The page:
Windsor Armstrong, the protagonist of Alice Randall's stellar sophomore novel Pushkin and the Queen of Spades, has a problem. Her son, star football player Pushkin X, is marrying a Russian lap dancer, and it's driving her crazy. The craziness springs from the fact that Windsor, a professor of Afro-Russian studies with a near fetish for the great poet after whom her son is named, is a control freak who regards her future daughter-in-law with a blunt racism.
The reader is initially not inclined to like Windsor very much. But Randall, the gifted author of the controversial novel The Wind Done Gone, eventually makes us care for the uptight, cerebral and self-obsessed professor. Certainly Windsor has a reason to be uptight; she was the child of a cold and narcissistic mother and a father whose love was so overwhelming that when he finally split with his wife he made Windsor feel guilty for not staying with him no matter that she was all of 10 years old and had no say in custody matters.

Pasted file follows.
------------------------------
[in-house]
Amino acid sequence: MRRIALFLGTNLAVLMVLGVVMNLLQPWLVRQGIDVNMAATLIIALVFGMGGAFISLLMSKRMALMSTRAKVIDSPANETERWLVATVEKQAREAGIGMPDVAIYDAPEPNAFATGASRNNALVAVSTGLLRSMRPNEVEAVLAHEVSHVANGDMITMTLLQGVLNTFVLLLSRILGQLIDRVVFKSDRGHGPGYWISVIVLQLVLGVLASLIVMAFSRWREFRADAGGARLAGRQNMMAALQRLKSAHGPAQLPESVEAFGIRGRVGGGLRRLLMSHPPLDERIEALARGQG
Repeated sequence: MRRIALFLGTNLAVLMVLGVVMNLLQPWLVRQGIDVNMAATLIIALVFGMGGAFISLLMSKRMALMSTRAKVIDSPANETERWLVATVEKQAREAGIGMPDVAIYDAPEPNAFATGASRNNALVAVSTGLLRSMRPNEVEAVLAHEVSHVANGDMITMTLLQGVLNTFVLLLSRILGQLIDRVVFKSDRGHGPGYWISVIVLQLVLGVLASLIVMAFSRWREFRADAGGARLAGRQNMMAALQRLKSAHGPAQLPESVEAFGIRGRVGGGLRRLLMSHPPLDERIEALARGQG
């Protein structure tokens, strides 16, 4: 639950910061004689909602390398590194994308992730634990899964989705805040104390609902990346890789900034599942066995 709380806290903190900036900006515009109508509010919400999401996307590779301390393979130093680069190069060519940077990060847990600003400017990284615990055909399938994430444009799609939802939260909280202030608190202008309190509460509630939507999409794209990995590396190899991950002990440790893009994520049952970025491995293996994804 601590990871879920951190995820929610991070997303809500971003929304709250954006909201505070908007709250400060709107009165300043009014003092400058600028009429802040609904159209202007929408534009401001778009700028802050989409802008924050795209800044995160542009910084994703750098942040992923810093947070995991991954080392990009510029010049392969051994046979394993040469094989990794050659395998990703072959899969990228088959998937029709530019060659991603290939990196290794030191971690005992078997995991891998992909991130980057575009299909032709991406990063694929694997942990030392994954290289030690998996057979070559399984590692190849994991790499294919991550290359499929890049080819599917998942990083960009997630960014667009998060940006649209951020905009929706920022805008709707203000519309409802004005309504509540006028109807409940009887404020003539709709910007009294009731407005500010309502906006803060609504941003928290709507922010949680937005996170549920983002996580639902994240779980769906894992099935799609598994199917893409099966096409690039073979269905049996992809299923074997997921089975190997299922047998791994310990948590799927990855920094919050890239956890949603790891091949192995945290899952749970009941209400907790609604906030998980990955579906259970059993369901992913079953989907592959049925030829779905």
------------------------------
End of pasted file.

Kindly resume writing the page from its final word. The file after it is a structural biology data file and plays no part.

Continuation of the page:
Windsor's tumultuous extended family is made up of folks of mixed race and mixed motives. Pushkin X is the product of a rape that occurred just before Windsor arrived at Harvard. Undaunted, she not only decided to keep the baby, but also went on to get her degree, though it meant having to leave her son behind in Detroit with a disreputable caretaker. Her gnawing guilt also colors her attitude toward Pushkin X, but Windsor's love for her son is as all-encompassing as her father's was for her. Randall infuses the book with the aching sadness of a mother who, having struggled and achieved a certain level of success, must find a way to allow her son to live his own life. In Windsor Armstrong, Randall has created an unusual, exasperating but ultimately sympathetic heroine. As Windsor says of herself, "There are stories within me and vanishings about me. Who will I show you? Who do you really need to see?" Pushkin and the Queen of Spades is a thought-provoking work from a writer with a unique view of the world.